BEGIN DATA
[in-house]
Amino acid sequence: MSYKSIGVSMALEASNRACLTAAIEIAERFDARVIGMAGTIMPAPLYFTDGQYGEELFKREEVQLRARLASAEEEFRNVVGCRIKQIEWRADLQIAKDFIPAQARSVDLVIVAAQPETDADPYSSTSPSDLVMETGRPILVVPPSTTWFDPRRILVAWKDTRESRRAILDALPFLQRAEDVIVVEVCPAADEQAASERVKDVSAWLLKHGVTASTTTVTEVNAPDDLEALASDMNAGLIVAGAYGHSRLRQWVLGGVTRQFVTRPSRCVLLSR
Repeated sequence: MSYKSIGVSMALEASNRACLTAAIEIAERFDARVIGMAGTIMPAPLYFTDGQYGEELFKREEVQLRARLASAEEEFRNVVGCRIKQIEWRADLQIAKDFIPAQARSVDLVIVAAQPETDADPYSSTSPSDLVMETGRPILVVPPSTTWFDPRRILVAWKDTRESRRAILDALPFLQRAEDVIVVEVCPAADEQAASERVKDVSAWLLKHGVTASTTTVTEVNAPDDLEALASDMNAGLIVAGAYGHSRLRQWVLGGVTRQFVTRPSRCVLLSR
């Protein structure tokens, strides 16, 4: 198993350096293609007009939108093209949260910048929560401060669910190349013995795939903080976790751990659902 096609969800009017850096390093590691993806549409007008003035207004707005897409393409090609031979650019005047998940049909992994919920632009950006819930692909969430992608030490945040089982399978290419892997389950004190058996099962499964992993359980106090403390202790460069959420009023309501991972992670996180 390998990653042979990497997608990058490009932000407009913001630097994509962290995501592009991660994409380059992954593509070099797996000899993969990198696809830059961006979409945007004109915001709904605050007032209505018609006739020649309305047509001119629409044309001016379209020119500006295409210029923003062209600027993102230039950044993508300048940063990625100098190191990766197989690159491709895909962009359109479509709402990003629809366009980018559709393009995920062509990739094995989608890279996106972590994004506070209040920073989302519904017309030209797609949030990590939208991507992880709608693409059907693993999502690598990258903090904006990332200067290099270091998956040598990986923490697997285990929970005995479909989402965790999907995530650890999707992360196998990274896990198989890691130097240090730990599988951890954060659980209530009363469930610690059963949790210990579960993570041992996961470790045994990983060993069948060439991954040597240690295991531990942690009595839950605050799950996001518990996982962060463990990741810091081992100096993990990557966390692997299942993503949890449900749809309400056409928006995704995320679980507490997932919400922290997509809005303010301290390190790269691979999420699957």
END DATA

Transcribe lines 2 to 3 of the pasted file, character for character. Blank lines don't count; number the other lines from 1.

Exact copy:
Amino acid sequence: MSYKSIGVSMALEASNRACLTAAIEIAERFDARVIGMAGTIMPAPLYFTDGQYGEELFKREEVQLRARLASAEEEFRNVVGCRIKQIEWRADLQIAKDFIPAQARSVDLVIVAAQPETDADPYSSTSPSDLVMETGRPILVVPPSTTWFDPRRILVAWKDTRESRRAILDALPFLQRAEDVIVVEVCPAADEQAASERVKDVSAWLLKHGVTASTTTVTEVNAPDDLEALASDMNAGLIVAGAYGHSRLRQWVLGGVTRQFVTRPSRCVLLSR
Repeated sequence: MSYKSIGVSMALEASNRACLTAAIEIAERFDARVIGMAGTIMPAPLYFTDGQYGEELFKREEVQLRARLASAEEEFRNVVGCRIKQIEWRADLQIAKDFIPAQARSVDLVIVAAQPETDADPYSSTSPSDLVMETGRPILVVPPSTTWFDPRRILVAWKDTRESRRAILDALPFLQRAEDVIVVEVCPAADEQAASERVKDVSAWLLKHGVTASTTTVTEVNAPDDLEALASDMNAGLIVAGAYGHSRLRQWVLGGVTRQFVTRPSRCVLLSR